Sister Eubank: Will you write that on a card?

Sister Porter: I’ll add that.

Sister Craig: Sometimes that makes me really happy, especially refined carbs.

Sister Caso: They bring joy to my life too.

Sister Craig: But I love those sentiments that you expressed, and I think sometimes for me it’s just being with people that I love and that make me want to do and be better. And just relaxing. Sometimes it’s going by myself, being outside, trying to reconnect. I found myself in the temple parking lot a few weeks ago just feeling a need to be there and to connect. So I think it’s important. One thing I’ve noticed that I love is that President Nelson talks about joy in almost every talk—that he uses that word. He’s taught us that we can find joy regardless of our circumstances. But we have to be intentional. It’s not coming to our doorstep, like you said.

Sister Eubank: Except in my case.

Sister Craig: That’s true. Joy personified.

Sister Caso: Thank you so much, sisters. We’re going to take on our next question, and this one is a real issue across the board for many women.

This sister’s question comes from a place of unfulfilled expectations. In this case, she’s from a close-knit family but doesn’t have children or family of her own. And when a new niece or nephew is born into the family—to a brother or sister—she’s happy, but she feels a void in her heart no matter what other good things she does in life or at church. So she wonders, How can she feel fulfilled when she’s not able to do the one thing she feels she was born to do?

Sister Eubank: Can I talk about this?

Sister Caso: Please.

Sister Eubank: That feeling that she’s talking about is such a vivid, physical reaction to a desire that’s just so deep in our hearts. I’m going to share a personal experience. It was I don’t know how many years ago—10, 12, 15 years ago. It’s Mother’s Day Sunday, I’m walking out of my house to go to the car, and I come out and I shut the door, and there are all these maple trees around the house, and they’re letting out those helicopter pods. And they’ve come down all over the asphalt on the driveway, and they’re sitting there. And as I walk through them to the car, I realize, “They’re exactly like you. You’re the mother who’s dropping her seeds onto something asphalt that will never grow.” I may have been a little overwrought. But that physical feeling of this isn’t going to be the experience that you wanted to have in your life.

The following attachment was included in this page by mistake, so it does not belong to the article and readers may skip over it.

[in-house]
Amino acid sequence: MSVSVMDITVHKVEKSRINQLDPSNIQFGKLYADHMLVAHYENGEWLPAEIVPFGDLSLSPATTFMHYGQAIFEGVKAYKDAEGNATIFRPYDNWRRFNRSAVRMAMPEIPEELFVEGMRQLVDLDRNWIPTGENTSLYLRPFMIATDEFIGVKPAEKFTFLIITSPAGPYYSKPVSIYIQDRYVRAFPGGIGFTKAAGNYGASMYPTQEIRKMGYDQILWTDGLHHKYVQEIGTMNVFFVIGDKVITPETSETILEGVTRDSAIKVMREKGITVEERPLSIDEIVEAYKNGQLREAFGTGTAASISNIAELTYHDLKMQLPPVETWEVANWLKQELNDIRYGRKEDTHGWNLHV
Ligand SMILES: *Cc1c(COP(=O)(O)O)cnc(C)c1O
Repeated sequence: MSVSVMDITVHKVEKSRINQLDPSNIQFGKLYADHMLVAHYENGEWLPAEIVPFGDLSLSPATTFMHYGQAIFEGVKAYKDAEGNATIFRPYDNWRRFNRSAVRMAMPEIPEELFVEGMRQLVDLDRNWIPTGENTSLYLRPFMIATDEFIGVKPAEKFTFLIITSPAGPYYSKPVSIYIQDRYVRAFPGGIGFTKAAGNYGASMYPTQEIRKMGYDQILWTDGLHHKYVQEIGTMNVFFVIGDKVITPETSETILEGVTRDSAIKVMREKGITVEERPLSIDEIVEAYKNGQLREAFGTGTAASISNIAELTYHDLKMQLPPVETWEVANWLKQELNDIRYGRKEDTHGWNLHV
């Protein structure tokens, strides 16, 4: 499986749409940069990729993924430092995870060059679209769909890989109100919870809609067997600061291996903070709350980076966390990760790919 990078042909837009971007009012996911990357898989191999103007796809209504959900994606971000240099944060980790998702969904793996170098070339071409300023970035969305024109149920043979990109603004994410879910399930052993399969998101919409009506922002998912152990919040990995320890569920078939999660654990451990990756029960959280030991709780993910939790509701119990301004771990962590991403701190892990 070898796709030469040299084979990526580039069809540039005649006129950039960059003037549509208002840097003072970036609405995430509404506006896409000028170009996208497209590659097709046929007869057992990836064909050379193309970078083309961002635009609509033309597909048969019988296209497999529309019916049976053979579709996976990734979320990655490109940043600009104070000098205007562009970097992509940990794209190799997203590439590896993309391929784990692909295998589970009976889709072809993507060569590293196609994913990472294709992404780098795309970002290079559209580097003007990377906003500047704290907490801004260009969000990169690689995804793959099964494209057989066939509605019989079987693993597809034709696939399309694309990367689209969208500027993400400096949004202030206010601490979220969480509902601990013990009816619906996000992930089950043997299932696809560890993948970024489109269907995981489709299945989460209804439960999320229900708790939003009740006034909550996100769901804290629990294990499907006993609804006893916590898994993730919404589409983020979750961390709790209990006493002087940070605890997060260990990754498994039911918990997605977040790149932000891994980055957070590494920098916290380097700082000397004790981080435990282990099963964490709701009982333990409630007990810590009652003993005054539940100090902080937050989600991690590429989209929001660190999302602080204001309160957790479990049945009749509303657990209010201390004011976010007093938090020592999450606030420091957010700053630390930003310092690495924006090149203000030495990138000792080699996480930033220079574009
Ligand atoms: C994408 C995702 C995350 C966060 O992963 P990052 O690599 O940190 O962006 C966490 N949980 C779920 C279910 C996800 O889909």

We talk about not being able to do the thing that you’re born to do. There’s a real grief about that. But I have come to see everybody is born to do three things. And we may do them in different orders, but eventually we will do all three of those things. And we will fulfill the measure of our creation. So the first one is to just freely choose God. I love God, and I love my neighbor. I have total control over that, and I will choose to do that. The second thing is to come to know Jesus Christ. I will repent, I will keep His commandments, and that will open the door to the things that I want. And the third one is to establish family relationships on both sides of the veil.